This passage has a certain factor of surprise in that the pagan samurai warriors had such a careful and compassionate way of describing the correction of faults, especially when there are those among us Christians who rely on shame to correct not only strangers, but their family, their friends, and even their children.

There are several things we need to be mindful of when we are charged with the task of correcting someone else:

Judge the act, not the person. There are no good people; we have all sinned. If someone is doing something obviously and publicly wrong, address the thing they are doing wrong.

Watch out for being verbs. Remember these from grammar lessons? “Am” “is” “are”? If your statement has one of those as the main verb, it’s a sign you are making this about the person, not the action. “He is a thief,” is passing a judgement on the person; “He stole that watch,” or, “He is stealing by pirating movies,” is describing the action.

Give counsel privately. Matthew 18:15-17 describes the process of escalating an issue, but insisting that counsel is private. No where does it list public condemnation. Correct others’ faults’ as you want them to correct your faults. After all, that seems to be the point of Matthew 7:1-2.

Do not assume. So often people are accused of sins they did not commit, or the thought processes they employed, the alternatives they rejected, or their intentions. Stick to correcting the act itself, if it is in fact wrong. Ask questions of the person if you are concerned about what might be going on, and offer to help remedy any injustice they might be suffering. And absolutely do not go discussing your assumptions with others who have no need to know.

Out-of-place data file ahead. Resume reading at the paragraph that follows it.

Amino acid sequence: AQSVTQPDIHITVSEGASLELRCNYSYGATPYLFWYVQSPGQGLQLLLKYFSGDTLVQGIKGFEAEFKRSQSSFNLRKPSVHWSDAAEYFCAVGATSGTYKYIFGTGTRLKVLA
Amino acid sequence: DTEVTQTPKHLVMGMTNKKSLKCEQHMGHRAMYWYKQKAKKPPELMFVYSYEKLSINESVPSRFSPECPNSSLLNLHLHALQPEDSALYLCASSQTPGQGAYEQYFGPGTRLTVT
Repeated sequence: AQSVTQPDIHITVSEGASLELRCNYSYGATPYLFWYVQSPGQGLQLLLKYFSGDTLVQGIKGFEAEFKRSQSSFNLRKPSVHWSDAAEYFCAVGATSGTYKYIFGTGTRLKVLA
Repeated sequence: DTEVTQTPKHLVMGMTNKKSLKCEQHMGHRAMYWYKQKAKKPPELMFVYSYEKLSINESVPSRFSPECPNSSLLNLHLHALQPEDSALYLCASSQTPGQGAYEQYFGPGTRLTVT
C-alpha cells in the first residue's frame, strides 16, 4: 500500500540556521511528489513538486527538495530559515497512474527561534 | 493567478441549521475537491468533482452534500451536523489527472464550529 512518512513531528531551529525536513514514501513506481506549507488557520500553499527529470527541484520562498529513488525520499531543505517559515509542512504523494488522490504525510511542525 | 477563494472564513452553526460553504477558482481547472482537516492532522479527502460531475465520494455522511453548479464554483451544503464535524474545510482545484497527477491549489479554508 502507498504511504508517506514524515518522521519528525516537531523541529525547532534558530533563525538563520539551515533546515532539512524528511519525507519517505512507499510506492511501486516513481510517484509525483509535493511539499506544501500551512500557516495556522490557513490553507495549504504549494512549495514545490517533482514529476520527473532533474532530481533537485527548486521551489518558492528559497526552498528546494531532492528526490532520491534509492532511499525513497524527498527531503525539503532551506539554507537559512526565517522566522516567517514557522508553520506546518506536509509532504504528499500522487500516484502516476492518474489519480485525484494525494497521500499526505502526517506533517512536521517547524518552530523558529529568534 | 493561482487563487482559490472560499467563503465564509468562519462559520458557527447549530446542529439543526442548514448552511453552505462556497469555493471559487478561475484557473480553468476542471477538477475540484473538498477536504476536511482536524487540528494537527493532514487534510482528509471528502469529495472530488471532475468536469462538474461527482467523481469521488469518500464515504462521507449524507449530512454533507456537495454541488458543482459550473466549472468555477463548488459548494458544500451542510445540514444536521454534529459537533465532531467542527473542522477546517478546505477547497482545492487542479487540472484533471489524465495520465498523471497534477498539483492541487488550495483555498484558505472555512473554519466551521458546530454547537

Give advice, not shame. The samurai’s advice made this point repeatedly – the goal is not to make the person ashamed, it is to remind them (or inform them) that what they are doing is wrong. Doing it in public, telling them how they should feel about their actions, and getting emotional about the issue are all ways of inflicting shame. State the problem, and give them a reason to hope they can correct it.

Remember, it is not about you. If the person you are correcting is doing you harm and persisting, it is time to set some hard boundaries. Treat them as the Jews treated a Gentile, or shake the dust from your sandal and walk away. As God told Samuel, they are rejecting Him, not you (1 Samuel 8:7).  In fact, using your own faults if you have a similar struggle, is a humble and encouraging way to suggest a change is needed.


Take the discussion to the wider web. Share and discuss elsewhere, or reply to the author directly at wordsmith -at-

Proudly powered by WordPress | Theme: Baskerville 2 by Anders Noren.

Up ↑